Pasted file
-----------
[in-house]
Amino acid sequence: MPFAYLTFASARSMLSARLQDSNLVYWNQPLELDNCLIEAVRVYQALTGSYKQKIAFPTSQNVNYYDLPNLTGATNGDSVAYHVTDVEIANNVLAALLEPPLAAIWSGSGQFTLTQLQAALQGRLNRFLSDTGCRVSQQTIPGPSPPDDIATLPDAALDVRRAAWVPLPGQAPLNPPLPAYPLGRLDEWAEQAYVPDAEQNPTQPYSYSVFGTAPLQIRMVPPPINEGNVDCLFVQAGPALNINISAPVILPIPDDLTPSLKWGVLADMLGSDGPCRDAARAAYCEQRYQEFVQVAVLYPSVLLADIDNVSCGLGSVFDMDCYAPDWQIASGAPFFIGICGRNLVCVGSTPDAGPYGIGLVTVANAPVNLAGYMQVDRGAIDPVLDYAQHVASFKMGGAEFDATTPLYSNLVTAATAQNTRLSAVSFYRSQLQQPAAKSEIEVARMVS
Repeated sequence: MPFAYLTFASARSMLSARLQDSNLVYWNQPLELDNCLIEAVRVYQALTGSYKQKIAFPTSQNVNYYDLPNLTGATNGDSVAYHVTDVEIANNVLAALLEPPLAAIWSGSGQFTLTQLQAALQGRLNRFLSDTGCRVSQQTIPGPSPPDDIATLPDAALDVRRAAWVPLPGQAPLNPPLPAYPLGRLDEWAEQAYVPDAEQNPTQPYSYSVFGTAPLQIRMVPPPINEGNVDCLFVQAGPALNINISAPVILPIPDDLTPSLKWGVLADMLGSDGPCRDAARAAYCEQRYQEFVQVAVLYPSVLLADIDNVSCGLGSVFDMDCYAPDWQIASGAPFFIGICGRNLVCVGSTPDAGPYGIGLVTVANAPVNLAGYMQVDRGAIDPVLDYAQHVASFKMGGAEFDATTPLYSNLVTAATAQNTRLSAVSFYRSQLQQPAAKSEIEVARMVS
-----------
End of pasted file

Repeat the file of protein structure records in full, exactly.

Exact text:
[in-house]
Amino acid sequence: MPFAYLTFASARSMLSARLQDSNLVYWNQPLELDNCLIEAVRVYQALTGSYKQKIAFPTSQNVNYYDLPNLTGATNGDSVAYHVTDVEIANNVLAALLEPPLAAIWSGSGQFTLTQLQAALQGRLNRFLSDTGCRVSQQTIPGPSPPDDIATLPDAALDVRRAAWVPLPGQAPLNPPLPAYPLGRLDEWAEQAYVPDAEQNPTQPYSYSVFGTAPLQIRMVPPPINEGNVDCLFVQAGPALNINISAPVILPIPDDLTPSLKWGVLADMLGSDGPCRDAARAAYCEQRYQEFVQVAVLYPSVLLADIDNVSCGLGSVFDMDCYAPDWQIASGAPFFIGICGRNLVCVGSTPDAGPYGIGLVTVANAPVNLAGYMQVDRGAIDPVLDYAQHVASFKMGGAEFDATTPLYSNLVTAATAQNTRLSAVSFYRSQLQQPAAKSEIEVARMVS
Repeated sequence: MPFAYLTFASARSMLSARLQDSNLVYWNQPLELDNCLIEAVRVYQALTGSYKQKIAFPTSQNVNYYDLPNLTGATNGDSVAYHVTDVEIANNVLAALLEPPLAAIWSGSGQFTLTQLQAALQGRLNRFLSDTGCRVSQQTIPGPSPPDDIATLPDAALDVRRAAWVPLPGQAPLNPPLPAYPLGRLDEWAEQAYVPDAEQNPTQPYSYSVFGTAPLQIRMVPPPINEGNVDCLFVQAGPALNINISAPVILPIPDDLTPSLKWGVLADMLGSDGPCRDAARAAYCEQRYQEFVQVAVLYPSVLLADIDNVSCGLGSVFDMDCYAPDWQIASGAPFFIGICGRNLVCVGSTPDAGPYGIGLVTVANAPVNLAGYMQVDRGAIDPVLDYAQHVASFKMGGAEFDATTPLYSNLVTAATAQNTRLSAVSFYRSQLQQPAAKSEIEVARMVS